Thursday, November 03, 2005

It's supersmooth in Dixon Rare welcome for Wal-Mart Superstore

Article Launched: 11/02/2005 06:31:00 AM

It's supersmooth in Dixon
Rare welcome for Wal-Mart

By David Henson/Staff Writer

Employees stock groceries Monday in the food section of Dixon's new Wal-Mart Supercenter. (Rick Roach/The Reporter)

Dixon's Wal-Mart won't lock its doors again until Christmas Eve.

Starting today, the store will be open all day, every day. Starting today, the store officially becomes Solano County's first Supercenter - now with more than four acres of stuff to buy.

With the seven-month, 72,000-square foot expansion all but completed, shoppers can pick up a pot roast for dinner, the Crock-Pot to cook it in and the table to serve it on - all while getting their eyes checked, a new hairdo and an oil change.

"The customers have been great going through this (expansion)," said Manager Rick Locke. "They're more excited than we are."

Compared to some of its other projects in the county, the Arkansas-based mega-retailer has enjoyed a smooth ride in

Crews near completion of the expansion of the new Wal-Mart Supercenter.

Dixon through its initial approval two years ago and its recent expansion.

In American Canyon, construction of a Supercenter continues after a judge denied a community group's request in a suit to halt Wal-Mart's plans to build in that city's Napa Junction development.

Wal-Mart also has plans to build Supercenters in Fairfield, Suisun City and Vallejo. The retail chain wants to open 40 Supercenters in California during the next three years.

Unlike proposals elsewhere, the store in Dixon has garnered much community support and only a few wary business owners.

Mayor Mary Ann Courville said the difference between the cities' responses to Wal-Mart's supersized overtures is that the massive 185,000-square foot store means locals don't have to leave town to shop.

"The difference is Vallejo has many types of shopping opportunities compared to Dixon who has a limited number for groceries and regular, everyday items," said Courville, a self-confessed Wal-Mart regular.

When the project was approved, the city gave the retailing giant the latitude to expand - a provision Courville said she hoped it would implement quickly as it would boost sales revenue and draw customers from surrounding cities.

However, Dixon doesn't have a complete love-affair with the "big-box" retailer.

"As a resident, elected official, union member, consumer and human being - Wal-Mart is not good for my family, my town, my state, my country or for me," said Dixon Councilman Mike Smith, who had not been elected when the store was approved.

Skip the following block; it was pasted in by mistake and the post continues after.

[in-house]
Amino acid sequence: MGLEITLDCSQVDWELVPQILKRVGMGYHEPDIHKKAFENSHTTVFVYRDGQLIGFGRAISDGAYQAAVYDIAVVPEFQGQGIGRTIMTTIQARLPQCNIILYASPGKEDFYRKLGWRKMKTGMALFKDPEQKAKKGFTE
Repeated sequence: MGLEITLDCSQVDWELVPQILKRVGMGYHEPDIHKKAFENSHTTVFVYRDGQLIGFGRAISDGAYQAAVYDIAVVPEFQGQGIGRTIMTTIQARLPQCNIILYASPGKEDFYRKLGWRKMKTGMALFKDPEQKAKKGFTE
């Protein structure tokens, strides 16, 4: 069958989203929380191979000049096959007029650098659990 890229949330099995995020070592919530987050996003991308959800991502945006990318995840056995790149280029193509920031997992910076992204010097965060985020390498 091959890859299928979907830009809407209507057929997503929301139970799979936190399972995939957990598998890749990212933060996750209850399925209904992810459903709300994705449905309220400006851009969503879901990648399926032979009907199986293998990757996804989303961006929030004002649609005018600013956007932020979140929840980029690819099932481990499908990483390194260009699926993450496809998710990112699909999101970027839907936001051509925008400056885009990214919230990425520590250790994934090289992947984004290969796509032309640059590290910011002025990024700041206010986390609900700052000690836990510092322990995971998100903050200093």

Smith pointed to a new documentary called "Wal-Mart: The High Cost of Low Price" as well as denouncements of the chain in a University of California, Berkeley study and by Rep. George Miller and state Controller Steve Westly

Moreover, two lone protesters on Tuesday handed out fliers in Wal-Mart's parking lot, claiming the mega-retailer has neglected its employees.

"I want Wal-Mart to bring up the standard of living to a normal level, so their workers can have a middle-class existence," said Terry Tucker, a Dixon resident and Albertson's grocery store employee for 13 years. "I'm not against Wal-Mart's prosperity, but they need to help their employees prosper, too."

But Courville, whose daughter worked at the store, told a different story.

"She's in her early 20s, married with two kids and needed to supplement her family's income and was thrilled when Wal-Mart opened," Courville said.

Tucker, a self-described "activist by nature," said most people don't know the facts about Wal-Mart's employment record, something he and a small group of people hope to change.

"I'm just letting people know the other side of the story and let people decide with their checkbooks," he said.

But if sales volume is the sign of acceptance, it seems shopping at Wal-Mart will be a staple for households in Dixon and nearby cities.

"If I had the money to shop at little boutiques and if there were a lot of mom-and-pop stores, I'd shop there, but I'm not stupid. I'm going to take advantage of the prices," said Dixon resident Mary Wakimoto, loading her Wal-Mart purchases in a car. "We couldn't afford to have as many cats as we have if Wal-Mart wasn't here."

David Henson can be reached at

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